Take the 2-minute tour ×
MathOverflow is a question and answer site for professional mathematicians. It's 100% free, no registration required.

Using p-adic analysis, Dwork was the first to prove the rationality of the zeta function of a variety over a finite field. From what I have seen, in algebraic geometry, this method is not used much and Grothendieck's methods are used instead. Is this because it is felt that Dwork's method is not general or powerful enough; for example, Deligne proved the Riemann Hypothesis for these zeta functions with Grothendieck's methods, is it felt that Dwork's method can't do this?

share|improve this question
add comment

3 Answers 3

up vote 26 down vote accepted

The premise of the question is not correct. Dwork's methods (and modern descendants of them) are a major part of modern arithmetic geometry over $p$-adic fields, and of $p$-adic analysis. You could look at the two volume collection Geometric aspects of Dwork theory to get some sense of these developments.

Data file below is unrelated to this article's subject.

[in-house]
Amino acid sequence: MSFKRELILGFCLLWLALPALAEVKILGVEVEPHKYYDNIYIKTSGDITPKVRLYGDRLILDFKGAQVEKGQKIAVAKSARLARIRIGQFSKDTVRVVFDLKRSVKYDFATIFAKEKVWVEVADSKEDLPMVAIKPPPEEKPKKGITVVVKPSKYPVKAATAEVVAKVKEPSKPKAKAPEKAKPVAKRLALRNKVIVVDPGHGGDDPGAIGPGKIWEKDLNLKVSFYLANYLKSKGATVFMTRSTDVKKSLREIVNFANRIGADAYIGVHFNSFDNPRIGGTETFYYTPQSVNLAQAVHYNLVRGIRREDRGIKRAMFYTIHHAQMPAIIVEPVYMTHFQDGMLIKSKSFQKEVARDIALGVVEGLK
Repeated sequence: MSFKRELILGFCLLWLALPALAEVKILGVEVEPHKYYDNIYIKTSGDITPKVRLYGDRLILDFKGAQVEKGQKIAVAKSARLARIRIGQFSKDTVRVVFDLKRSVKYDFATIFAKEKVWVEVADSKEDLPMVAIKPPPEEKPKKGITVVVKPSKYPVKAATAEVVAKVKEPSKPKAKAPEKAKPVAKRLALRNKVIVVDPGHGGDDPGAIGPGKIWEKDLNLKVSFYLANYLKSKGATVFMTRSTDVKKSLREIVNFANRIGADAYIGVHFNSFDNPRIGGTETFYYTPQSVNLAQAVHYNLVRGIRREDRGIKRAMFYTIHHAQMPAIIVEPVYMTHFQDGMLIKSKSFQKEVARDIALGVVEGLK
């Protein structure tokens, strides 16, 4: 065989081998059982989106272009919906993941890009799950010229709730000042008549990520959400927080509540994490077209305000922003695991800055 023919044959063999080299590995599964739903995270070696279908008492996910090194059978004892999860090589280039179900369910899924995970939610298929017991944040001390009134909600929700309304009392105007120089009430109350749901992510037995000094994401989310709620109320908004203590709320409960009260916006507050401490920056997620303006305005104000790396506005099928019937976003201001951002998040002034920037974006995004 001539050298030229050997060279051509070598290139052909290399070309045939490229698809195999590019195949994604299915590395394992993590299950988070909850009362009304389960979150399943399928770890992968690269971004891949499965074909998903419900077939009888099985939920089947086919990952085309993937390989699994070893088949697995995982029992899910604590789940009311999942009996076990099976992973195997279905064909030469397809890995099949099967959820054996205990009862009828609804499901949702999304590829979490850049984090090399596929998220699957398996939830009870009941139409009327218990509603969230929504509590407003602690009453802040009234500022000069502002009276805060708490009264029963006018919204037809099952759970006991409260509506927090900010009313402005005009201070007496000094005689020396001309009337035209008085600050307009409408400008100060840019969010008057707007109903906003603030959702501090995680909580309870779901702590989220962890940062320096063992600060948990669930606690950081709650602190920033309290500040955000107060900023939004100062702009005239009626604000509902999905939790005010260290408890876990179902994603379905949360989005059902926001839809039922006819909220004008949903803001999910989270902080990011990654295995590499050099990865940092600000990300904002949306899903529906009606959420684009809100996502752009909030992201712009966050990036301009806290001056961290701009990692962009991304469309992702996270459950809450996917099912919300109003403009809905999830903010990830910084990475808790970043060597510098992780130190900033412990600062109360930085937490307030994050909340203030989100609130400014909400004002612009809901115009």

Just to say a little bit here: Dwork's approach led to Monsky--Washnitzer cohomology, which in turn was combined with the theory of crystalline cohomology by Bertheolt to develop the modern theory of rigid cohomology. The $p$-adic analysis of Frobenius actions is also at the heart of the $p$-adic theory of modular and automorphic forms, and of much of the machinery underlying $p$-adic Hodge theory. The theory of $F$-isocrystals (the $p$-adic analogue of variations of Hodge structure) also grew (at least in part) out of Dworks ideas.

To get a sense for some of Dwork's techniques, you can look at the Bourbaki report Travaux de Dwork, by Nick Katz, and also at Dwork's difficult masterpiece $p$-adic cycles, which has been a source of insipiration for many arithmetic geometers.

In some sense the $p$-adic theory is more difficult than the $\ell$-adic theory, which is why it took longer to develop. (It is like Hodge theory as compared to singular cohomology. The latter is already a magnificent theory, but the former is more difficult in the sense that it has more elaborate foundations and a more elaborate formalism, and (related to this) has ties to analysis (elliptic operators, differential equations) that are not present in the same way in the latter.) [For the experts: I am alluding to $p$-adic Hodge theory, syntomic cohomology, $p$-adic regulators, Serre--Tate theory, and the like.]